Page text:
Real Estate

The Heartwarming Family Culture Behind Schlegel Villages

Sep 2022 | By Kristian Partington

Since 1953, the Schlegel Family’s calling to offer a true sense of home and belonging for older adults has grown in waves, fuelled by their passion and commitment to learn from the residents they serve and the team members and partners who bring their vision to life.

Their Long-Term Care and Retirement Villages thrive because the family culture has only grown stronger over the course of three generations. As a mission-driven, family organization, Schlegel Villages believes every person connected to Village life has something important to offer and the value of each contribution can never be overstated.

The family strives to “provide holistic health care in a home environment, located within an internal neighbourhood design that promotes a caring community, with emphasis on optimal health and life purpose for each resident.” To understand how this mission thrives in the 21st Century, however, one must look back to the foundations that Wilfred and Emma Schlegel and Max and Florence Becker laid for their children and grandchildren.

These were humble, hardworking people who believed in the power of community. With Emma at his side, Wilfred would excel as a Mennonite pastor, a farmer and land steward. He cared for young and old alike, purchasing the “Egerton Private Hospital” in London in 1953, which was effectively a nursing home for up to 30 residents. Wilfred’s heart was always open to helping others in need and the nursing home where his son Ron would often help support residents was an extension of that mission to serve others.

“Dad was a servant leader and a social entrepreneur long before those terms were coined,” says Wilfred’s son, Ron, the founder of Schlegel Villages. “He helped many others who came to him for advice and guidance or for financial assistance. He had a knack for making money and he shared his financial resources readily with others who were less fortunate. Money was not an end for him, but a resource to accomplish social or community goals.”

The Beckers harboured a similar sense of community and when Ron married their daughter, Barb, their influence helped further his quest to enhance life for his neighbours around him.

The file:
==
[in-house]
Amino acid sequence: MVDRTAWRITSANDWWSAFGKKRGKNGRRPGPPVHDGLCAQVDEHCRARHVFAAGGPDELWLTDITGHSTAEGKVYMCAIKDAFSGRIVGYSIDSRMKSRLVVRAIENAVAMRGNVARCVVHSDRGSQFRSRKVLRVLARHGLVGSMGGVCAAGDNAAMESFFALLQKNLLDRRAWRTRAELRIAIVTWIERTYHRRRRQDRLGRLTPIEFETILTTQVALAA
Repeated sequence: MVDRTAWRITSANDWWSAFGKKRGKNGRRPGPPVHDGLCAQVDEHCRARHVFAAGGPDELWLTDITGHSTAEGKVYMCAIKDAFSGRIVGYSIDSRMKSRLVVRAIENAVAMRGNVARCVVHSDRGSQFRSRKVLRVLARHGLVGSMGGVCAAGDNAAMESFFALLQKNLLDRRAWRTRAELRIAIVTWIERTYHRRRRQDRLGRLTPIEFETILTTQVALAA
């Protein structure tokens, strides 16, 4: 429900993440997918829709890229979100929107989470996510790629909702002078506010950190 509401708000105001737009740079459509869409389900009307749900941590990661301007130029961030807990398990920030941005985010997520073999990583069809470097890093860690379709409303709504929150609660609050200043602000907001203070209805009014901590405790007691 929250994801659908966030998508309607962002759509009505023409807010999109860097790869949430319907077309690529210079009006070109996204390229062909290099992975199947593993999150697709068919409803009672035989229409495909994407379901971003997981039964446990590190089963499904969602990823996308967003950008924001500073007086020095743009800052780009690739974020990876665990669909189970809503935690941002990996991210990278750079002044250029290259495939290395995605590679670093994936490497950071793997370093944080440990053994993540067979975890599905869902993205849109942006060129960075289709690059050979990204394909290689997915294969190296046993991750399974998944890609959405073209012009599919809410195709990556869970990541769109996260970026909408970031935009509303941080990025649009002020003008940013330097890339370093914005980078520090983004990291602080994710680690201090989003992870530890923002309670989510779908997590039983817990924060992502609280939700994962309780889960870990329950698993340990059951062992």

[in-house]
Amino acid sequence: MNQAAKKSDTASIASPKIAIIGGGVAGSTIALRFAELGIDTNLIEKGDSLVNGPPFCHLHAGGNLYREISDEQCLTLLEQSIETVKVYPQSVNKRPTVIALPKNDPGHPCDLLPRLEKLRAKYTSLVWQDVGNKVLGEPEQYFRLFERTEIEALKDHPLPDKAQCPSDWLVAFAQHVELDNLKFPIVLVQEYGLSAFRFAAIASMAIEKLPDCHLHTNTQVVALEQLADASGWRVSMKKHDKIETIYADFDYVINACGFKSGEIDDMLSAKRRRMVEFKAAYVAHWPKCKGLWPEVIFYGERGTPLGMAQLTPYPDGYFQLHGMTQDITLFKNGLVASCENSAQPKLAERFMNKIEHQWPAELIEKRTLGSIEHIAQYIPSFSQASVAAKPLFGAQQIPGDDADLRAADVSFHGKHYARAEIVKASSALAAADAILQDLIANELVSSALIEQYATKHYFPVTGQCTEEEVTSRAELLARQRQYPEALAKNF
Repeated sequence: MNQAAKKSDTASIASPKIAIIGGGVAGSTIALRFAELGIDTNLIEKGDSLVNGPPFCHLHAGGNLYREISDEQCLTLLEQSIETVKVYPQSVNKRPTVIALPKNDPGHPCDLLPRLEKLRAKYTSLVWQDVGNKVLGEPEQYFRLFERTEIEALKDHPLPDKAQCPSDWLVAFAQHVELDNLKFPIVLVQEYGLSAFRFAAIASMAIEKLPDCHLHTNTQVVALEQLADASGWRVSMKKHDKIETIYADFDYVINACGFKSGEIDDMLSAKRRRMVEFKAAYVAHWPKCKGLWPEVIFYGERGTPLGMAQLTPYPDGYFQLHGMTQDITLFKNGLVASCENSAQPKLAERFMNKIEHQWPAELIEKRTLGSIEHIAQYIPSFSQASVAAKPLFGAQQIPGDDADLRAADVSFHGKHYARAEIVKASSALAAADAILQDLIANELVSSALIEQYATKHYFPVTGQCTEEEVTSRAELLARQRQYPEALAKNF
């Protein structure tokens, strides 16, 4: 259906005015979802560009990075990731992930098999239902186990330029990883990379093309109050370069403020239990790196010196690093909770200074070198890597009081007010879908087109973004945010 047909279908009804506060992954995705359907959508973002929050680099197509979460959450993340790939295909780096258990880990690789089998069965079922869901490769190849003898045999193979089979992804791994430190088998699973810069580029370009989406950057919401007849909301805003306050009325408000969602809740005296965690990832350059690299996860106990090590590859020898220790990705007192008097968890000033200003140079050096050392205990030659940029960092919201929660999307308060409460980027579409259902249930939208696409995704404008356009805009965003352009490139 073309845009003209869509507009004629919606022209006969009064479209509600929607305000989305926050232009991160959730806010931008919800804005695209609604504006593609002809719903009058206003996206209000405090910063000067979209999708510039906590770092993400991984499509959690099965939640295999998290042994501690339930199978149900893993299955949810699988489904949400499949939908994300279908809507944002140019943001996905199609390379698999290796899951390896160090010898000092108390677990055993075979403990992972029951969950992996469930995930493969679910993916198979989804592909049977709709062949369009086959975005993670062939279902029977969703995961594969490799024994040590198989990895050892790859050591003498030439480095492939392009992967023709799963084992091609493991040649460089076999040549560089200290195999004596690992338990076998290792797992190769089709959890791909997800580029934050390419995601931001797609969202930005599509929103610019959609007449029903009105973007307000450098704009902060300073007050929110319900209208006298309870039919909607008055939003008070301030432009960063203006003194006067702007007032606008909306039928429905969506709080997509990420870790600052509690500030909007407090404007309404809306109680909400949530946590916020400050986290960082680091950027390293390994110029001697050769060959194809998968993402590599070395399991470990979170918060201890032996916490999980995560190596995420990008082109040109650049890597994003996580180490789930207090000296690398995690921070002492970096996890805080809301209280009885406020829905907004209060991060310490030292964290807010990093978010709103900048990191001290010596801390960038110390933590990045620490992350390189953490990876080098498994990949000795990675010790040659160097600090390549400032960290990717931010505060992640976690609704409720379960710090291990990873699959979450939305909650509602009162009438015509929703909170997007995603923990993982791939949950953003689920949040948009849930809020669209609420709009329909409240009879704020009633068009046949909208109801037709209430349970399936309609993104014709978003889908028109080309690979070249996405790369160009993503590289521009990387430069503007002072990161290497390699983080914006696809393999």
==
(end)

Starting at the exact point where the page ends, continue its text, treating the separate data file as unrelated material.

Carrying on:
In the early 1990s when Ron Schlegel opened his first long-term care Village in Kitchener, he envisioned a community hub inviting neighbours from all around to take advantage of the different amenities available. It would be a long-term care community like no other, eventually linking to a retirement home serving anyone of any ability, from fully independent seniors to people with complex care needs, memory loss and dementia.

Some 30 years and 19 Villages later, this vision of a continuum-of-care continues to expand into new communities. The Village concept was always meant to create a living space for seniors that feels like small town Ontario, in many ways like Ron experienced growing up in the woods and fields surrounding Ailsa Craig outside of London.

The continuum-of-care model at Schlegel Villages, which combines publicly-funded long-term care with retirement homes that are paid for by residents themselves, is unique in Ontario, and it is the success of this combined system that fuels the ability of the organization to spread its mission to more communities across the province. It begins with long-term care, ensuring that those who can no longer be supported in their own homes are cared for within a community that meets their physical needs as well as their need for meaningful connections, growth and life purpose. These LTC homes are not the nursing homes of the past, tucked away at the edge of town, but instead are designed as community hubs that welcome neighbours from the surrounding community.

Success is achieved when the amenities available at the Village connect people outside the walls with what’s available to them inside. The Villages become seniors’ centres when those living at home can benefit from coming to the Village for services and programs, and they are centres of education where future caregivers inside Living Classrooms learn from hands-on experience alongside team members and residents.